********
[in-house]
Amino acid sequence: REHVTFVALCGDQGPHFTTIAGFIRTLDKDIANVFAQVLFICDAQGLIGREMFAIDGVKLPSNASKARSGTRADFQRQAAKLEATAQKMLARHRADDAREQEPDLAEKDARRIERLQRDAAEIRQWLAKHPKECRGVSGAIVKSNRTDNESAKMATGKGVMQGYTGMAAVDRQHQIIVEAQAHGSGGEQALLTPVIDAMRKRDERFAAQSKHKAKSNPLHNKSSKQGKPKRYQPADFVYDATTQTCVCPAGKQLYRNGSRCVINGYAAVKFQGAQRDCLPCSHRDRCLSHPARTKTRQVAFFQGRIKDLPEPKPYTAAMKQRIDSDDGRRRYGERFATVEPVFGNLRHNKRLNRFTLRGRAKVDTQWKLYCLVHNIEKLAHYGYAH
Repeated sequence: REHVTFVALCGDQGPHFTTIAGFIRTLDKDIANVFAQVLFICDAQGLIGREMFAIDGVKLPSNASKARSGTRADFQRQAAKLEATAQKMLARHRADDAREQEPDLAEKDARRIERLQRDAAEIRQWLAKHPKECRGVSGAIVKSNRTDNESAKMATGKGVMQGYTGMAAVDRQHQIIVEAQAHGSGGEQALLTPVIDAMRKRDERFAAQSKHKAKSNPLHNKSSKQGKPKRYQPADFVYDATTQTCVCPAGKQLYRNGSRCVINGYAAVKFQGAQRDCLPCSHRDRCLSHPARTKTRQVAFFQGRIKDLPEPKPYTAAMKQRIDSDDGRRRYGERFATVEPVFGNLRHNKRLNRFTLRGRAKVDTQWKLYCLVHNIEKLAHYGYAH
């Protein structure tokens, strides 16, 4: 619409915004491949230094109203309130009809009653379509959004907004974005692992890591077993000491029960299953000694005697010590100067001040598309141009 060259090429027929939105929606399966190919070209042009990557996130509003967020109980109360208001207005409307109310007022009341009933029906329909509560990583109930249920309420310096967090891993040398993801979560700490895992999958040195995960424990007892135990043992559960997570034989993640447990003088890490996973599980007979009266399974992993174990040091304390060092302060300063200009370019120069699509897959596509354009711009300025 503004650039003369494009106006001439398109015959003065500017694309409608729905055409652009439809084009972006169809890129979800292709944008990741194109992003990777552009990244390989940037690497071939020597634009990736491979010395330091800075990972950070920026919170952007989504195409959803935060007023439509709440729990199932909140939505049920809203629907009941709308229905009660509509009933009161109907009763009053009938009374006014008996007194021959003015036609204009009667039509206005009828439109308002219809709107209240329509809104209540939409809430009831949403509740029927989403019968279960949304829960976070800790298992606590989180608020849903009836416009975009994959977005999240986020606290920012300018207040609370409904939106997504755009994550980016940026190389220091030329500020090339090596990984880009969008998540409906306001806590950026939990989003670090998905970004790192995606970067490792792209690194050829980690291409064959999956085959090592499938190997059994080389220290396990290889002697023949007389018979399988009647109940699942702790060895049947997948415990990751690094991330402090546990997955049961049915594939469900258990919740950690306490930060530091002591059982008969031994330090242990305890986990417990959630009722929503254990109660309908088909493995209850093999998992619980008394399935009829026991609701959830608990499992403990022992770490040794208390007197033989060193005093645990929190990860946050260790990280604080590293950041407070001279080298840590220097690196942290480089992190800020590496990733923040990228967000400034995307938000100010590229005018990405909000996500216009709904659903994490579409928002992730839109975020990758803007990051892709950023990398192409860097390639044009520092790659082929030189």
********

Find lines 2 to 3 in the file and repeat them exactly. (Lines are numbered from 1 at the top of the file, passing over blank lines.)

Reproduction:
Amino acid sequence: REHVTFVALCGDQGPHFTTIAGFIRTLDKDIANVFAQVLFICDAQGLIGREMFAIDGVKLPSNASKARSGTRADFQRQAAKLEATAQKMLARHRADDAREQEPDLAEKDARRIERLQRDAAEIRQWLAKHPKECRGVSGAIVKSNRTDNESAKMATGKGVMQGYTGMAAVDRQHQIIVEAQAHGSGGEQALLTPVIDAMRKRDERFAAQSKHKAKSNPLHNKSSKQGKPKRYQPADFVYDATTQTCVCPAGKQLYRNGSRCVINGYAAVKFQGAQRDCLPCSHRDRCLSHPARTKTRQVAFFQGRIKDLPEPKPYTAAMKQRIDSDDGRRRYGERFATVEPVFGNLRHNKRLNRFTLRGRAKVDTQWKLYCLVHNIEKLAHYGYAH
Repeated sequence: REHVTFVALCGDQGPHFTTIAGFIRTLDKDIANVFAQVLFICDAQGLIGREMFAIDGVKLPSNASKARSGTRADFQRQAAKLEATAQKMLARHRADDAREQEPDLAEKDARRIERLQRDAAEIRQWLAKHPKECRGVSGAIVKSNRTDNESAKMATGKGVMQGYTGMAAVDRQHQIIVEAQAHGSGGEQALLTPVIDAMRKRDERFAAQSKHKAKSNPLHNKSSKQGKPKRYQPADFVYDATTQTCVCPAGKQLYRNGSRCVINGYAAVKFQGAQRDCLPCSHRDRCLSHPARTKTRQVAFFQGRIKDLPEPKPYTAAMKQRIDSDDGRRRYGERFATVEPVFGNLRHNKRLNRFTLRGRAKVDTQWKLYCLVHNIEKLAHYGYAH